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Four Steps to Prepare for the Low-Plastic Future

[Editor's Note: This article follows earlier coverage on how chemicals and the toxicity of products have become strategic issues for businesses. Posts by Joel Makower and Richard Liroff are available at]

The FDA's reversal of its decision on BPA is one more sign that the way we use plastics today may be on the verge of a significant shift.

More and more studies are implicating plastics in health problems ranging from reproductive disruption to obesity to ADHD to cancer. The FDA has vowed to be more responsive to health concerns about plastic. And consumers have shown that they will respond quickly and dramatically to perceived health threats from products, especially when risks are higher for children, as they seem to be with plastic.

{related_content}It seems clear that the more we learn about how plastics affect human health, the more urgently we may try to usher in a "low-plastic" future. Businesses that see this future coming can minimize their risk and even gain a competitive advantage by acting now.

There are four specific things companies can start doing now to prepare:

1. Map Out Your Plastic Footprint

Given that one of plastic's main charms is it cheapness, it follows that companies who rely heavily on plastics in their products or processes will face significant cost exposure if forced to substitute other materials, whether because substances are banned or because their use becomes a hot button for consumers (or because the price of plastic increases significantly).

An assessment of the usage of plastics and plastic derivatives in your company and throughout your supply chain will identify the areas of greatest usage (and potentially exposure) and is further likely to highlight opportunities for no-regrets actions to optimize material flows.

2. Identify Good Substitutes and Start Using Them Now

Exploring alternatives to the plastics you currently use is another no-regrets option. The investment required is typically quite low and the benefits can be huge: Having a clear understanding of the options and the pros and cons of each helps identify where further investigation and investment may be warranted and will set you up to make decisions around materials substitution quickly in the future.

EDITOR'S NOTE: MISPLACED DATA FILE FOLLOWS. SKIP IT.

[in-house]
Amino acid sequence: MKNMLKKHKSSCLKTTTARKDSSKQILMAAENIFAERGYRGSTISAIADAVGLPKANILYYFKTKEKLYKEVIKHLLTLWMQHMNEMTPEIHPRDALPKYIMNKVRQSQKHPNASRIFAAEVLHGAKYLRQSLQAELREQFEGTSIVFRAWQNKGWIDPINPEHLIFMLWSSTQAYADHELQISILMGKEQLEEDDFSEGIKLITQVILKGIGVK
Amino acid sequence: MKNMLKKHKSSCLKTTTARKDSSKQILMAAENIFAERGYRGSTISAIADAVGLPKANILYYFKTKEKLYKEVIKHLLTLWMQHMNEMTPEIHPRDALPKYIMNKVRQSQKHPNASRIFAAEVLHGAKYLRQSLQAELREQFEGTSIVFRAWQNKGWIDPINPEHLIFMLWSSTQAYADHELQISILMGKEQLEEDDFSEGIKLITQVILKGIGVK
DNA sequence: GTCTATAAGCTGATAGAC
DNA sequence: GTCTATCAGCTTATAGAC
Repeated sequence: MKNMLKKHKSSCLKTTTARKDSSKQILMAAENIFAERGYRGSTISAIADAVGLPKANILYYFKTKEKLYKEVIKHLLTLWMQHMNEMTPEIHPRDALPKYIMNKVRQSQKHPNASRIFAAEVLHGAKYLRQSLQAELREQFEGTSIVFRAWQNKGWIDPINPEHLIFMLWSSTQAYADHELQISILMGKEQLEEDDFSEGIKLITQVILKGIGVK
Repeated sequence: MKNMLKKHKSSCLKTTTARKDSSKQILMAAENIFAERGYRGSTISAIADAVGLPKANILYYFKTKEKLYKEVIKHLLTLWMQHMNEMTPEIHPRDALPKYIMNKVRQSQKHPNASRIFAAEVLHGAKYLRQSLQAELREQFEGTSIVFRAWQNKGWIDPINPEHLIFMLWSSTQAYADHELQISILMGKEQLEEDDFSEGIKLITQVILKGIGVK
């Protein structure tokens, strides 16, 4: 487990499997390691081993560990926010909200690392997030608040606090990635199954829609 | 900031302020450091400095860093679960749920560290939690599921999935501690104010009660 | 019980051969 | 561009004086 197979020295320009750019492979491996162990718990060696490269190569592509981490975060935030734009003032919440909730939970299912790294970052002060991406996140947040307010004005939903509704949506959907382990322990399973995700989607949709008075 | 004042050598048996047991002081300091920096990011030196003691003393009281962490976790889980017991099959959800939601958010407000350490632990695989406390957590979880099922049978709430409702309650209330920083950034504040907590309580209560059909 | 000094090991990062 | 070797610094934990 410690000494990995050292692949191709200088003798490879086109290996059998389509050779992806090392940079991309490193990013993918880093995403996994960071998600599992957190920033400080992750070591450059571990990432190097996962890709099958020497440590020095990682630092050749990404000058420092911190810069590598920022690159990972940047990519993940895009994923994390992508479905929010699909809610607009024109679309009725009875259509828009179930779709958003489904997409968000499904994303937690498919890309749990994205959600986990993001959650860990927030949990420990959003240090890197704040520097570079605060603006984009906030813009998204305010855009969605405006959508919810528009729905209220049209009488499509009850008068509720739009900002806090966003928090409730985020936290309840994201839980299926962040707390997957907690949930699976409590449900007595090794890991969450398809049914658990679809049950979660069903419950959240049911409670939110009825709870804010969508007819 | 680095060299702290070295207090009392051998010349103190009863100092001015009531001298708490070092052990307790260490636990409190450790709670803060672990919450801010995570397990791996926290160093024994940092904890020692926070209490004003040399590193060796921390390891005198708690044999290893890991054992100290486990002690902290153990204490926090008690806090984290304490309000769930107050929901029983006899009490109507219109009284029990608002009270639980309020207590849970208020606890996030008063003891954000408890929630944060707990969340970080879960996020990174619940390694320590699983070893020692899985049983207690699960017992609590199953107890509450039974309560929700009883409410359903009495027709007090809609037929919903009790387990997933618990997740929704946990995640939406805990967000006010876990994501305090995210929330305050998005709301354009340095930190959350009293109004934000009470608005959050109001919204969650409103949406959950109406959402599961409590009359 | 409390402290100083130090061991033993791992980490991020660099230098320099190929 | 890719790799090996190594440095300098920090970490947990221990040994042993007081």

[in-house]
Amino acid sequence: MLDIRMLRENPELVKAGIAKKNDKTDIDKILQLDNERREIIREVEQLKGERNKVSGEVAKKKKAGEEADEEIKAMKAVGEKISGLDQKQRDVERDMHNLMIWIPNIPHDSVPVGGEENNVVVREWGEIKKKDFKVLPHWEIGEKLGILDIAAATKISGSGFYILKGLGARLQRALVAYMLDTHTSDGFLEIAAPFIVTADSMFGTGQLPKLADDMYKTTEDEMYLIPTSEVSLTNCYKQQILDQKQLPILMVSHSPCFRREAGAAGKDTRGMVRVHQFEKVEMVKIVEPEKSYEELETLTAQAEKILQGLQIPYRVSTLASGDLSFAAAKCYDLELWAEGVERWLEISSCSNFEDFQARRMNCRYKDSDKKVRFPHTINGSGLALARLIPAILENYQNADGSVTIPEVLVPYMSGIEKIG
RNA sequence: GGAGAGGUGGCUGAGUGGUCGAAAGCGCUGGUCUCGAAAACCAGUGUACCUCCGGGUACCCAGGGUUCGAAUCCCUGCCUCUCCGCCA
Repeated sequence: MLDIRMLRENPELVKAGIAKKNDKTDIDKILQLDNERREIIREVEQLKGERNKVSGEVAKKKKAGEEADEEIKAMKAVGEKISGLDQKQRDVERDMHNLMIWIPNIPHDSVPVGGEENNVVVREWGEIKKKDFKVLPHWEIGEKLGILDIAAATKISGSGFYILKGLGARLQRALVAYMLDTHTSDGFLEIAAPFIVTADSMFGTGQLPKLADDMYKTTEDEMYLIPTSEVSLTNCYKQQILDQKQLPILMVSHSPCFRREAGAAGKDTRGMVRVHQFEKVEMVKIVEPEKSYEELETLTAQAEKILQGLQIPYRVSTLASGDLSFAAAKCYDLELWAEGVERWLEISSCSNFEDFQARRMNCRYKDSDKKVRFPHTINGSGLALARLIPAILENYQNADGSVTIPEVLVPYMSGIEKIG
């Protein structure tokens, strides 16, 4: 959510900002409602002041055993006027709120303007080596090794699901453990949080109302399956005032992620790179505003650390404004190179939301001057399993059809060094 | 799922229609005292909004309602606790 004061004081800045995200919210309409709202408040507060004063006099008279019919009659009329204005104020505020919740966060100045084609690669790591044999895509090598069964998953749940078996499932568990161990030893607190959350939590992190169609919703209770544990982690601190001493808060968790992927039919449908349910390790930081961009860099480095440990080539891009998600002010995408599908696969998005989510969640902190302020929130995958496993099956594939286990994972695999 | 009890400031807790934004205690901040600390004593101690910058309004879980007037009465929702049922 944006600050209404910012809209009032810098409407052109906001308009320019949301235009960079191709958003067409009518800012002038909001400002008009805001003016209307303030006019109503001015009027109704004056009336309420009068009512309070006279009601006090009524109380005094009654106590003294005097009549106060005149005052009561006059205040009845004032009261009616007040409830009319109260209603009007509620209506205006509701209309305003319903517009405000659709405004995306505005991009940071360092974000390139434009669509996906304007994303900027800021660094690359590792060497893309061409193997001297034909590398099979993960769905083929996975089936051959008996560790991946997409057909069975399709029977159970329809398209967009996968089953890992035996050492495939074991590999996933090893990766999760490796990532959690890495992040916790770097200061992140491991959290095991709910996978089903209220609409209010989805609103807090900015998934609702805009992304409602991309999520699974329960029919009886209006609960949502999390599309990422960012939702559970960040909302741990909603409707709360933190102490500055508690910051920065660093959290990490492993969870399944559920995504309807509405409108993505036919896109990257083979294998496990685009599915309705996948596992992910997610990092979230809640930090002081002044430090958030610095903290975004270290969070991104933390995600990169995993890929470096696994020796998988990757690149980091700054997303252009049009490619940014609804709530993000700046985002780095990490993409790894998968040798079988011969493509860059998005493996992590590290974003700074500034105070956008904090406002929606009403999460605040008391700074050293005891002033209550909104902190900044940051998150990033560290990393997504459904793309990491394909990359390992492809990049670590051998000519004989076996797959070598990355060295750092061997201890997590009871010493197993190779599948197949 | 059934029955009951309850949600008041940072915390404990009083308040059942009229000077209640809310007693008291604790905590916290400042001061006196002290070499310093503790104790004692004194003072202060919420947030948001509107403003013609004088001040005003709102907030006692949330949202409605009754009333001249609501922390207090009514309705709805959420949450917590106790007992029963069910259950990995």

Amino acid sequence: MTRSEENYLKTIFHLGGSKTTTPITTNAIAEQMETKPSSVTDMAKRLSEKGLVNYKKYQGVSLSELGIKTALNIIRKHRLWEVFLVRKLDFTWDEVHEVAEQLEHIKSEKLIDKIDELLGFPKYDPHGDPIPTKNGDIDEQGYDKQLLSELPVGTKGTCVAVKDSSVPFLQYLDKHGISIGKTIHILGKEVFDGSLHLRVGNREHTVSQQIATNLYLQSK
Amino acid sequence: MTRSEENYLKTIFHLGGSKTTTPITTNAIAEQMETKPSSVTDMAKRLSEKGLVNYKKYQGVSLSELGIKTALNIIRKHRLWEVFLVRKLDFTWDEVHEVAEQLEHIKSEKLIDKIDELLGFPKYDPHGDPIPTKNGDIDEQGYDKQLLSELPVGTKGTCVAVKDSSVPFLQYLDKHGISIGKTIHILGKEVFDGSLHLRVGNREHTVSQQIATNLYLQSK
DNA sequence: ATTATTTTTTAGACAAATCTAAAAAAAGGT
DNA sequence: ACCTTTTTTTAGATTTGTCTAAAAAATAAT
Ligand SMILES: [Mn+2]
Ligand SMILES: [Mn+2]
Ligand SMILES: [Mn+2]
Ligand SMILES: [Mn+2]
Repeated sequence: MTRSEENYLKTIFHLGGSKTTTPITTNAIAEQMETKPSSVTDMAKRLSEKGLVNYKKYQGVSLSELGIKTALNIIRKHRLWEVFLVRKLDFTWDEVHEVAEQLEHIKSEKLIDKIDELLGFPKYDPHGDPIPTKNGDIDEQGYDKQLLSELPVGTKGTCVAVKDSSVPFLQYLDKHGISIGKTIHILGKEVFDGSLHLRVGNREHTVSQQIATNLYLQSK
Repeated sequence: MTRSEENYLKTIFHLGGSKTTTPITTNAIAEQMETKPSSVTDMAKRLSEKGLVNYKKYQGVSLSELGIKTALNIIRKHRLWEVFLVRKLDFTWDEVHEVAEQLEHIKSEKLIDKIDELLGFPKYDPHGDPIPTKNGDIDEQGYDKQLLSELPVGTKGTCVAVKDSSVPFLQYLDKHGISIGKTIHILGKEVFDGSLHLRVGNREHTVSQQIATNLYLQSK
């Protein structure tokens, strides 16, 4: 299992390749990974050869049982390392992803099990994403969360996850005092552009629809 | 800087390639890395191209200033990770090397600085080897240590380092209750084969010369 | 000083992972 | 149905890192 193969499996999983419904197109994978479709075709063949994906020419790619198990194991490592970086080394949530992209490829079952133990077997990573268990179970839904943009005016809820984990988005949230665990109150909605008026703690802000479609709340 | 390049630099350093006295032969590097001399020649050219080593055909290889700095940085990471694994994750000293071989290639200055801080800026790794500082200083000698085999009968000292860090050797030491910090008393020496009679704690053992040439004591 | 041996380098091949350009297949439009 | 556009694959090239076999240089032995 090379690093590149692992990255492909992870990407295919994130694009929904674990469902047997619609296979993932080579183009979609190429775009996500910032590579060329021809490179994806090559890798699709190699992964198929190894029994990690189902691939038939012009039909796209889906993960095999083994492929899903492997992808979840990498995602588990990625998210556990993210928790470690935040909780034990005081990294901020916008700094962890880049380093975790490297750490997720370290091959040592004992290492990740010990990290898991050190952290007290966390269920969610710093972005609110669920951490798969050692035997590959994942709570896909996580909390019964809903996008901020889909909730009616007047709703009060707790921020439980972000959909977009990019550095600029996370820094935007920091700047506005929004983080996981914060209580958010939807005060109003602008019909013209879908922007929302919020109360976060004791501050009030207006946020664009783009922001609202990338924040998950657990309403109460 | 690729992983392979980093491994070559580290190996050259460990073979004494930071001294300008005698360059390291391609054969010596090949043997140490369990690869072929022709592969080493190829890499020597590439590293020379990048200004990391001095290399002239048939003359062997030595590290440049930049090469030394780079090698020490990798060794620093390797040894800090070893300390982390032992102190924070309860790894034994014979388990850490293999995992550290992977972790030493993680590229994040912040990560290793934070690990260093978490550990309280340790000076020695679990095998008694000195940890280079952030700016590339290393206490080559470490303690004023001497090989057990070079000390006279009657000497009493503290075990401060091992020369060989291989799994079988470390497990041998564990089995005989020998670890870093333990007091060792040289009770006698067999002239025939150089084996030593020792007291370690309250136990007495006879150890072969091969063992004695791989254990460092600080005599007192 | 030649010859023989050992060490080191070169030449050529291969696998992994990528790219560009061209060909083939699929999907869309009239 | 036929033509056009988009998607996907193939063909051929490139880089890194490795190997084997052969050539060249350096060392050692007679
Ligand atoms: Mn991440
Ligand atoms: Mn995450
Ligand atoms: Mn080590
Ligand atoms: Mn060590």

Where the material properties of plastic are particularly important, some bio-plastics may be good substitutes to explore. However, note that there remains debate as to the true environmental and health impacts associated with plant-based polymers.

Where the affordability of a plastic substitute is paramount, durable materials that can be reused should be examined. For example, for some operational applications, consider investing in non-plastic reusable containers for appropriate stages of processing or transportation.

The up-front investment will likely be higher but per-use cost can be comparable over the useful lifetime of the container -- and cost of disposal at end of life will likely be lower overall as well.

3. Engage Your Supply Chain

Start a dialogue with your suppliers now about their use of plastic and the potential implications of a plastic phase-out. In particular, consider how plastic is used at the linkage points in the supply chain and convene the relevant players to explore options for alternatives that work well for all parties involved.

Some non-plastic solutions, such as reusable interim packaging or shipping containers, will require buy-in from and coordination with all suppliers involved at that stage in the process. Further, in some cases shared investment will either be required or will be beneficial in securing lower prices and better terms.

4. Think Systemically

Fundamentally changing the flow of materials in your operations is an enormous undertaking -- but the implications for the system of material flows as a whole is even more massive.

For many materials, their relative cost is not fixed, rather it is largely determined by the nature of their flow in the system (scale production, efficiency of processing and amount and type of by-products, end of life disposal options and costs, geographic factors and more).